12. The method of claim 10, further comprising changing the content of the plurality of application windows after the server system terminates each session with the server system from content that was displayed in the plurality of application windows prior to generating the warning message.

13. The method of claim 10, further comprising storing time information corresponding to a most recently detected user activity in of the plurality of application windows.

14. The method of claim 13, further comprising updating the time information to with the latest detected user activity in the plurality of application windows.

15. The method of claim 14, further comprising comparing the time information of the latest detected user activity with a current time.

16. The method of claim 15, wherein the warning message includes a countdown timer corresponding to the expiration of the predetermined period of inactivity and a selectable button to reset the time information and stop the countdown timer.

17. The method of claim 16, further comprising:

receiving user input selecting the selectable button;
removing the warning message from each of the plurality of application windows;
resetting the time information; and
restoring the plurality of application windows to display content that was displayed in the plurality of application windows prior to the warning message being displayed.

18. The method of claim 16, further comprising:

changing the content of each of the plurality of application windows to be different than the content that was being displayed prior to displaying the warning message.

19. An apparatus, comprising:

a processor coupled to a computer-implemented storage medium, the processor configured to:
generate, by a client device, a plurality of application windows, the plurality of application windows including a first application window and a second application window, the first application window being provided by a first application that has a first session established with a server system, and the second application window being provided by a second application that has a second session established with the server system;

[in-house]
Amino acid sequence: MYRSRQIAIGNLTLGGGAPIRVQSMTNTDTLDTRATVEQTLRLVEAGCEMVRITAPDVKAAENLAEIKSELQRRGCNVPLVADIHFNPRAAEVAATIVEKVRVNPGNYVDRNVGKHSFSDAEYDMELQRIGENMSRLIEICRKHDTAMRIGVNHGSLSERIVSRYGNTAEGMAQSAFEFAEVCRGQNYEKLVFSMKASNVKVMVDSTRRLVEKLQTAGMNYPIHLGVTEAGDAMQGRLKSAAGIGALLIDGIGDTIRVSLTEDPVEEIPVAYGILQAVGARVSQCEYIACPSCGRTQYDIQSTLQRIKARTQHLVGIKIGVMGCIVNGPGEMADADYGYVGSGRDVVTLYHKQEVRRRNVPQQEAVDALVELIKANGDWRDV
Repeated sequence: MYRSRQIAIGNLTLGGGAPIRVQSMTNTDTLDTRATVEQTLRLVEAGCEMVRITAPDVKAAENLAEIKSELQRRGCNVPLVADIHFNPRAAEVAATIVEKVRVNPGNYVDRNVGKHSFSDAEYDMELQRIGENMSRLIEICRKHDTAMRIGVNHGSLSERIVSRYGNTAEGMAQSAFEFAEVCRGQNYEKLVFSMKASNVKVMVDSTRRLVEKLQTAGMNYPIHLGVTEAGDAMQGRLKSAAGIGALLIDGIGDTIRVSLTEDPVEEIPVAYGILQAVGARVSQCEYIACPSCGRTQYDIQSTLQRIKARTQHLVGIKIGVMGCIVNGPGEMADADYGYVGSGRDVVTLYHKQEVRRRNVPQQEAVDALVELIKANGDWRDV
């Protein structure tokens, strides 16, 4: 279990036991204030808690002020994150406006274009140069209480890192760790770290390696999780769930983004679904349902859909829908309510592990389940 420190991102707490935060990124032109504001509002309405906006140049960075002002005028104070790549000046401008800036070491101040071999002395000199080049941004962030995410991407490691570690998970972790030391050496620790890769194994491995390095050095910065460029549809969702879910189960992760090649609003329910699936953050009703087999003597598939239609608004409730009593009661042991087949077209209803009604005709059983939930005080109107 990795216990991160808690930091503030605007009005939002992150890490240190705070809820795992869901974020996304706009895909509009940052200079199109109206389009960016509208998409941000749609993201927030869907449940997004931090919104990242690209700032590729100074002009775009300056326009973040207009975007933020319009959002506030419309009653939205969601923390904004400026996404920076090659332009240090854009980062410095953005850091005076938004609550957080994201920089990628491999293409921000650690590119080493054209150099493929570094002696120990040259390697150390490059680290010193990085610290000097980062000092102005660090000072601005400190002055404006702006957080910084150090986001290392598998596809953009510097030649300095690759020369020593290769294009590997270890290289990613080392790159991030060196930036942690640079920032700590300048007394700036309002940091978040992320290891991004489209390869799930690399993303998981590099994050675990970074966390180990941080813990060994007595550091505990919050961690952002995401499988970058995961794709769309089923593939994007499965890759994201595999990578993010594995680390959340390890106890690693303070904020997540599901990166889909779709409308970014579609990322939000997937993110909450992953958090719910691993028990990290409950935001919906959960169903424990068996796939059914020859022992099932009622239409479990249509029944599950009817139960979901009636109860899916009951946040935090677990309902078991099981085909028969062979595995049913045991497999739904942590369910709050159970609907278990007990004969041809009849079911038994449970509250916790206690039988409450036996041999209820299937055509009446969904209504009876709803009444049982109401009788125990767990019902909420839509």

detect, by the client device, user activity in the first application window;
update, by the first application, a messaging mechanism configured to indicate user activity or inactivity with information regarding the user activity detected in the first application window;
detect, by the client device, user inactivity in the second application window;
poll, by the second application, the messaging mechanism to obtain information about user activity in the first application window;
obtain, by the second application, the information regarding the user activity detected in the first application window via the polling of the messaging mechanism;
send, by the second application, an activity message based on the detected user activity in the first application window to the server system;
maintain, in response to the activity message being sent by the second application, a synchronous operation of each of the first session and the second session as active despite the user inactivity detected in the second application window;
generate a warning message in the plurality of application windows when the processor detects a lack of user activity in the plurality of application windows for a predetermined period of time, wherein the warning message includes a countdown timer corresponding to an expiration of the predetermined period of inactivity; and
terminate each of the first session and the second session synchronously after a predetermined period of inactivity absent an activity message providing an indication of user activity in the first application window and the second application window being sent to the server system from the client device;
wherein sensitive information in each of the first application window and second application window is made inaccessible in response the first session and second session being terminated.

20. The apparatus of claim 19, wherein the activity message from the processor informs the server system to continue to retain session information for each one of the plurality of application windows.

21. A method, comprising:

establishing, by a server system, a plurality of sessions with a corresponding plurality of applications on a client device, the plurality of applications generating a plurality of application windows comprising a first application window and a second application window,